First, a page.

Summer play provides plenty of exercise – and also lots of opportunities for accidents and injuries. Once you take care of the boo-boo, here are some tips on cleaning up the aftermath from summer whites and other seasonal clothing.
The quicker you are able to deal with the blood stain, the better. Fresh blood is fairly easy to remove – and by “fresh” blood we mean a garment or fabric that has had blood on it for less than about 10-15 minutes or so. But if the garment has not been exposed to heat (setting the stain), these steps may even remove dried blood.
Turn the fabric so the stain is face-down. In this position, water can work at the stain from the back, pushing it outward and off the fabric. Rinsing in this position is more effective than running the water directly onto the stain. You may need to turn clothing inside out to achieve this.
Flush the stain liberally with cold water. Even an old stain typically hasn’t worked its way into the fabric completely, so start by removing the loosely attached surface portions. Run cold water over the back of the fabric, so it pushes through the stain. Hold the fabric in the running water for several minutes, and the stain should be at least slightly smaller. Never wash a blood stain in warm or hot water, which may cause it to bond permanently to the fibers of the fabric.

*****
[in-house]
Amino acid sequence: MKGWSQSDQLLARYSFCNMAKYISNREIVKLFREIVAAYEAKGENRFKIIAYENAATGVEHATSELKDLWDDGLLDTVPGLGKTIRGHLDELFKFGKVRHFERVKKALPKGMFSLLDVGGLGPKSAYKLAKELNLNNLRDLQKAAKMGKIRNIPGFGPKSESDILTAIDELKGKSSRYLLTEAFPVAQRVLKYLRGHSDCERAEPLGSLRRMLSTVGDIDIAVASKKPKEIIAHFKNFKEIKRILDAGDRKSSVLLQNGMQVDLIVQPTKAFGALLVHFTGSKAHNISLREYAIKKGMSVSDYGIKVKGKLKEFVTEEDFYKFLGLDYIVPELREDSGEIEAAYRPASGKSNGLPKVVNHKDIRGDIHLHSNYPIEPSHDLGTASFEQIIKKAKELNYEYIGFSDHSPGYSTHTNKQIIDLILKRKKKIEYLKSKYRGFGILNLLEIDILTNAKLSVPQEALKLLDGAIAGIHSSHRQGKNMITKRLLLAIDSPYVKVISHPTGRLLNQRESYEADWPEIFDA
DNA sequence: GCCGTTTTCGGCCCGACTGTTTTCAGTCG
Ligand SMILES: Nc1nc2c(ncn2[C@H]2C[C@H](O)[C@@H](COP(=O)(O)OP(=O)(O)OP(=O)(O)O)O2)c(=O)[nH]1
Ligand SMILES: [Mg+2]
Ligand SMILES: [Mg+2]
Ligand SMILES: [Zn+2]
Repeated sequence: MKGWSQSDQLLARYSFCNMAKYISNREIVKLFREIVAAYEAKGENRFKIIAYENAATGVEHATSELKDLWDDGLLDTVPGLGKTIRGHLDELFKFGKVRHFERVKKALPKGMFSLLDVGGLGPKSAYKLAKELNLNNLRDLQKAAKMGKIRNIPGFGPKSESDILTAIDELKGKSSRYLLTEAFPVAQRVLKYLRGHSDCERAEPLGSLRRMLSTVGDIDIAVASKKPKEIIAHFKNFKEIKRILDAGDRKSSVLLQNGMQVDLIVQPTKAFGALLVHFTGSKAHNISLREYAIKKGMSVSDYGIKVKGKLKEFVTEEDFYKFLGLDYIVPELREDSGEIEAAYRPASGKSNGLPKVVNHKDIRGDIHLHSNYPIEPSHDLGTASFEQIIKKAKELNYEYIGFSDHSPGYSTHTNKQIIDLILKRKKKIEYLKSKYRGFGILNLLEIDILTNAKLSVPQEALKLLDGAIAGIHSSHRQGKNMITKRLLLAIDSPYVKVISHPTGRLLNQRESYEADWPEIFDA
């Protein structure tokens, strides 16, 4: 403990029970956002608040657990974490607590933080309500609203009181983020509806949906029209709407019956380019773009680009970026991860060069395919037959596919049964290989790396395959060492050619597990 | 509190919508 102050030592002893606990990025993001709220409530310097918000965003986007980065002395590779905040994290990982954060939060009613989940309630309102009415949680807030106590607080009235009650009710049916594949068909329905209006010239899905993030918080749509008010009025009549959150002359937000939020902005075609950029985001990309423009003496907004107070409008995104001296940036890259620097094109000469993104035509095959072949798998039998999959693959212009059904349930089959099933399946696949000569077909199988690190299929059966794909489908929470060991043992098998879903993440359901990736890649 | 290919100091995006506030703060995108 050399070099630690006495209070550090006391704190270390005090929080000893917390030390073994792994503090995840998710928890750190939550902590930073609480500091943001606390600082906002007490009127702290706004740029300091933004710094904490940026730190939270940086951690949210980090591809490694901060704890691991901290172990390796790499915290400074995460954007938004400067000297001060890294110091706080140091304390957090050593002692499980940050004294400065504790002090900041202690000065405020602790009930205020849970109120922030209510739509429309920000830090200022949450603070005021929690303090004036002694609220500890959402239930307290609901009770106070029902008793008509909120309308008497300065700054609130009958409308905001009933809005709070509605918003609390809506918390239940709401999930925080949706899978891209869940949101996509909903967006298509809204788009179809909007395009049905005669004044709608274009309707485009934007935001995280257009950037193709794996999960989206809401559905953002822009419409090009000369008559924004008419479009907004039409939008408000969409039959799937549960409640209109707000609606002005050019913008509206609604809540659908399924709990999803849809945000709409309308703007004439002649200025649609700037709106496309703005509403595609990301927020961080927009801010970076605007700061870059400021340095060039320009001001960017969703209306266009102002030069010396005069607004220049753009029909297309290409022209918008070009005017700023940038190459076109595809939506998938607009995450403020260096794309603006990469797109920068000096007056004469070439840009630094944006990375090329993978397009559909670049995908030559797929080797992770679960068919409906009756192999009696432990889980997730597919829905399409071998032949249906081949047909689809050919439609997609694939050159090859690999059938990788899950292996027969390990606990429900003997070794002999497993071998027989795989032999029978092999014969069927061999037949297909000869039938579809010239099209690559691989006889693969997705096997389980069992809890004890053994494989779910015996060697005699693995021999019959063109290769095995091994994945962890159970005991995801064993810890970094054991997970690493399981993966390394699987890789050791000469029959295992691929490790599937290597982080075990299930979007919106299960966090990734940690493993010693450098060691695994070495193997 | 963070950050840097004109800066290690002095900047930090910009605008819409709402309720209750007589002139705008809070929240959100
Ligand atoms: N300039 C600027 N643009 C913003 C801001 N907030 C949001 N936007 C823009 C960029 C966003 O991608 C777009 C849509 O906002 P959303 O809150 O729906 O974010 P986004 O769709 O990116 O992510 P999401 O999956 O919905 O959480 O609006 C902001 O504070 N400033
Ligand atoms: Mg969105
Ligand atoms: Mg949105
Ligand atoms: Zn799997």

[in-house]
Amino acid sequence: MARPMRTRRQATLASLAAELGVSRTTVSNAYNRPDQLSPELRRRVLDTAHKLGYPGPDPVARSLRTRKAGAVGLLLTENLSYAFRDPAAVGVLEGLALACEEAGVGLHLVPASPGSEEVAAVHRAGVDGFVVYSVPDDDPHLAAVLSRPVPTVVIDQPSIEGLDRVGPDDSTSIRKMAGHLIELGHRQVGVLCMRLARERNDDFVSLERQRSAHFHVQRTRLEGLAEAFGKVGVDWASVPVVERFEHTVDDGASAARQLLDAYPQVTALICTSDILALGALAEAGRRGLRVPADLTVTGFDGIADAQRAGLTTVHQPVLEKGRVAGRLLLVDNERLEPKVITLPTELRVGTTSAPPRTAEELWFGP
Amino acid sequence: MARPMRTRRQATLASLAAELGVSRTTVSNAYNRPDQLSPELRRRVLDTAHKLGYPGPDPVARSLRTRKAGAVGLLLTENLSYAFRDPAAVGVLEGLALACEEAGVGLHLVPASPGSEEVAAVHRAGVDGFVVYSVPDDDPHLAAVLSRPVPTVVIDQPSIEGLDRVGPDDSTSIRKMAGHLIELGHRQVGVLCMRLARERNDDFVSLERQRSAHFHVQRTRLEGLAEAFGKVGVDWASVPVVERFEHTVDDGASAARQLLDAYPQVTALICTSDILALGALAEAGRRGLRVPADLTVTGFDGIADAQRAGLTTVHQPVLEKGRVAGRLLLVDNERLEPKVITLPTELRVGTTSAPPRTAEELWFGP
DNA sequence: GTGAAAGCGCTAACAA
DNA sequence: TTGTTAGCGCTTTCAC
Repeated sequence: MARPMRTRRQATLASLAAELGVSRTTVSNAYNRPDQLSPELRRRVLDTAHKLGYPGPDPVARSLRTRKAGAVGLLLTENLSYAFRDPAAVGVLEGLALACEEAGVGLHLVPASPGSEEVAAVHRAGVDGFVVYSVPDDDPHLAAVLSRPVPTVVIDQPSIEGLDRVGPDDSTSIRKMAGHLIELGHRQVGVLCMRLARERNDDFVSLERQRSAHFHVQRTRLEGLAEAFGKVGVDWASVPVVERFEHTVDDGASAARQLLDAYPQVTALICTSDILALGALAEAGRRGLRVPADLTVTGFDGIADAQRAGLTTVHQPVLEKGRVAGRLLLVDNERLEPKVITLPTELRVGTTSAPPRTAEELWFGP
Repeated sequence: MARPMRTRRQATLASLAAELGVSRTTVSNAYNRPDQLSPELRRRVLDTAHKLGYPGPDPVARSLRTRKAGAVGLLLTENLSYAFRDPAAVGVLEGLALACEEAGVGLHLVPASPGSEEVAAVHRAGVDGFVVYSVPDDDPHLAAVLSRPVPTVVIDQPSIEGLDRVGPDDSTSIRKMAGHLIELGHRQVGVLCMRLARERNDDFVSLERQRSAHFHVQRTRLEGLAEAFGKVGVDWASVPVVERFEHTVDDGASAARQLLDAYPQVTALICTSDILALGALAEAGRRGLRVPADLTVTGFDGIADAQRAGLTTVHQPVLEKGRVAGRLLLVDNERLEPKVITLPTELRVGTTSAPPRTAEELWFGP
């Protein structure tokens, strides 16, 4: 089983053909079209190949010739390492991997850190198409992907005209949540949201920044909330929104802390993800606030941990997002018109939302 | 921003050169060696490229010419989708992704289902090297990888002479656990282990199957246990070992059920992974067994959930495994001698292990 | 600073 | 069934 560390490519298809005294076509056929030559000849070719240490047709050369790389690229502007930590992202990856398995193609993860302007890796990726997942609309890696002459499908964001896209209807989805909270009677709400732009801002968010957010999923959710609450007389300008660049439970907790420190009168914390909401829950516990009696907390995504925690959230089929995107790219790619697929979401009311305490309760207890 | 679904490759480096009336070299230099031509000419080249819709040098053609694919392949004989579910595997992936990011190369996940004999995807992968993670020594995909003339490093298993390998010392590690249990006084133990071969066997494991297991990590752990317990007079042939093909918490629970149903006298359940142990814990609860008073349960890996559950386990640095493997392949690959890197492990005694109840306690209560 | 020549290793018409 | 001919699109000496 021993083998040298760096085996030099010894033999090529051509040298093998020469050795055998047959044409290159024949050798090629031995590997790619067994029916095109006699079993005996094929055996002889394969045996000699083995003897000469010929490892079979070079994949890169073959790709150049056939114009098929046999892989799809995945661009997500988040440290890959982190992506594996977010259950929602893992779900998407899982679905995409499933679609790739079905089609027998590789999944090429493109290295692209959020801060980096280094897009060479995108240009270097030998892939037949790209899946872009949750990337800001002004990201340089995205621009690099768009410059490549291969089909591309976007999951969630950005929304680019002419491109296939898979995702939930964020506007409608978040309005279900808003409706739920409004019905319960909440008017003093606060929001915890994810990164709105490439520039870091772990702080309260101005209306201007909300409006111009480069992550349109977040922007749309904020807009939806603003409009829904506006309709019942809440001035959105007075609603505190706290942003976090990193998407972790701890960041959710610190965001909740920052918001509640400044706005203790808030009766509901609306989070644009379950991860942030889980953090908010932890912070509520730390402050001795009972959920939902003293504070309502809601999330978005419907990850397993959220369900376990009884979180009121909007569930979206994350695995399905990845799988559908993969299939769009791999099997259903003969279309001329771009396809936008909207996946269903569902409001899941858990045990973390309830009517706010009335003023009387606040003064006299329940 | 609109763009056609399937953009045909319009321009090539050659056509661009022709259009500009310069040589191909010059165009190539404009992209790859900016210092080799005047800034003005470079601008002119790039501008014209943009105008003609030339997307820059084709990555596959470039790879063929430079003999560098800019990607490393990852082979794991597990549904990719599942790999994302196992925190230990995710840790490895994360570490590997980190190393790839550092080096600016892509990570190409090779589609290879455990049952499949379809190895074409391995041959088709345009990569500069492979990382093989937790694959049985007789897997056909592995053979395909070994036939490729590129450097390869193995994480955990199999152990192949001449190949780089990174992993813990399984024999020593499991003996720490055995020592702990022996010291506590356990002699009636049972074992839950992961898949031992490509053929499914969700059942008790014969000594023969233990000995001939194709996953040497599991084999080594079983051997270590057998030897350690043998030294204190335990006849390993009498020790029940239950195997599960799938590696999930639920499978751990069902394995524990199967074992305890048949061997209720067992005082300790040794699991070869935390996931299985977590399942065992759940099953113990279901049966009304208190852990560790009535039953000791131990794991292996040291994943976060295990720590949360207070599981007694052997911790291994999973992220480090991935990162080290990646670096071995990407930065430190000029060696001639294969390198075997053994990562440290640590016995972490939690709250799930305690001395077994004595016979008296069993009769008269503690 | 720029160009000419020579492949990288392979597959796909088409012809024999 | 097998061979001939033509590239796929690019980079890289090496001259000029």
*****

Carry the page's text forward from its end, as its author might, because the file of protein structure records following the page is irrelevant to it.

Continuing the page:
Turn the fabric over, or pull it right side out, so the stain is face up. Start blotting the stain with a solution of Charlie’s Laundry Liquid mixed with some water. If bloodstain is dried or stubborn, try a small quantity of diluted ammonia or hydrogen peroxide, or if bleaching is a concern, white vinegar.
If you are unable to launder the garment immediately, leave it to soak in a pan full of only cold water. There is no need to use any other detergents or laundry additives when soaking. Cold water will prevent the stain from setting in until you are able to launder it. You can leave the stain in water for 10-12 hours, but not much longer.
Wash the garment on the setting you usually would using cool water, and using Charlie’s Powdered or Liquid Detergent. Always check the instructions on the garment’s care label; dry clean only items need to be professionally cleaned soon after addressing the stain.
Let the item hang dry. Do not dry it in the dryer. When an item is wet, it will fool you into looking as if the stain has completely disappeared.
Hope your summer is less accident-prone!